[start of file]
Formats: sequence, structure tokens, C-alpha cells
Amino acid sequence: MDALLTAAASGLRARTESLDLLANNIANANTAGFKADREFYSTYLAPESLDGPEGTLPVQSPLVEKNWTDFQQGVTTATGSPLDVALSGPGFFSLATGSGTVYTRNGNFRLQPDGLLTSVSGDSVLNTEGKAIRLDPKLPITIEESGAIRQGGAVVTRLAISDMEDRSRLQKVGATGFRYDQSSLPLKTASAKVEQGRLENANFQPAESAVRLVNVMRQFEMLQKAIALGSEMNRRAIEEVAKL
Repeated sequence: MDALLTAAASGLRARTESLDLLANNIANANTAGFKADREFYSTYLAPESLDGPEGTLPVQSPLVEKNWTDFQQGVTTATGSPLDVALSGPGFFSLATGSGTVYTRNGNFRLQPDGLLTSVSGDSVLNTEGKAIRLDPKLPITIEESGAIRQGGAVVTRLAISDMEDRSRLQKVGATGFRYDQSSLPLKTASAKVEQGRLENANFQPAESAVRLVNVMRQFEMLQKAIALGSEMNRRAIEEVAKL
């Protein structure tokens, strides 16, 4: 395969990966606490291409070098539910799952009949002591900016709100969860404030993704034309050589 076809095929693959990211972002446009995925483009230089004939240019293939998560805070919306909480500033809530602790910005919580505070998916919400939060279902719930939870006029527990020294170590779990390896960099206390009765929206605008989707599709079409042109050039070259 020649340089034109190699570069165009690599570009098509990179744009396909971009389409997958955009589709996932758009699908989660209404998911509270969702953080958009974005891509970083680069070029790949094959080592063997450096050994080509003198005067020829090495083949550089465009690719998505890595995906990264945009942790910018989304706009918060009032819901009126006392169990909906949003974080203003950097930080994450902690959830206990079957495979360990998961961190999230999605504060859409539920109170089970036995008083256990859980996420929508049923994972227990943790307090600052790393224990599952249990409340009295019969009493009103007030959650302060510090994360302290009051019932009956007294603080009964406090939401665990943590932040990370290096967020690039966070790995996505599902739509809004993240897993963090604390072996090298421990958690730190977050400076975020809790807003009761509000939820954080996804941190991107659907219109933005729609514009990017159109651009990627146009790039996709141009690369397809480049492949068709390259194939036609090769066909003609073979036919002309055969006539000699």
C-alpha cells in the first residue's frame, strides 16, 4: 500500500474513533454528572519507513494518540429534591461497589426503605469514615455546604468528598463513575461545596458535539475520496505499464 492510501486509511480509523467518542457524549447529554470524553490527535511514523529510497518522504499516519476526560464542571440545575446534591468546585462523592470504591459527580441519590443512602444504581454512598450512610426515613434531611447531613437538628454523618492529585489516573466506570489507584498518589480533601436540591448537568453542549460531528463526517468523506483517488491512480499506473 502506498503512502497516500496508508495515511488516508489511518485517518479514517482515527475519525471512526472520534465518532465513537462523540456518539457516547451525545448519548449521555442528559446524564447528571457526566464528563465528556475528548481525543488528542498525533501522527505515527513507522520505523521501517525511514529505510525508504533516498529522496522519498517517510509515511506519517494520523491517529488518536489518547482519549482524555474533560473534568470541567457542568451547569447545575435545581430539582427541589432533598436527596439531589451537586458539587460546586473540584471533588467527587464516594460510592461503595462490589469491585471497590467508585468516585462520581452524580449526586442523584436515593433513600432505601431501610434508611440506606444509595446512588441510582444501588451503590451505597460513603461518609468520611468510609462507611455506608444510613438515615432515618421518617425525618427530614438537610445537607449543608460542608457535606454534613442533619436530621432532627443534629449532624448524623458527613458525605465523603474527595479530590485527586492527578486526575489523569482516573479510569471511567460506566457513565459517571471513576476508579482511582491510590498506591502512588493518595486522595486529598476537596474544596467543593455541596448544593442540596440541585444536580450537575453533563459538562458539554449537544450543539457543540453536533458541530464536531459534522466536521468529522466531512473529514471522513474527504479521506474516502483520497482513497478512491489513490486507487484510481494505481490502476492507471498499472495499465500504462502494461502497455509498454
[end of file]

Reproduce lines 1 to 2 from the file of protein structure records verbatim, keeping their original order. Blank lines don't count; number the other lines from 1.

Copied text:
Formats: sequence, structure tokens, C-alpha cells
Amino acid sequence: MDALLTAAASGLRARTESLDLLANNIANANTAGFKADREFYSTYLAPESLDGPEGTLPVQSPLVEKNWTDFQQGVTTATGSPLDVALSGPGFFSLATGSGTVYTRNGNFRLQPDGLLTSVSGDSVLNTEGKAIRLDPKLPITIEESGAIRQGGAVVTRLAISDMEDRSRLQKVGATGFRYDQSSLPLKTASAKVEQGRLENANFQPAESAVRLVNVMRQFEMLQKAIALGSEMNRRAIEEVAKL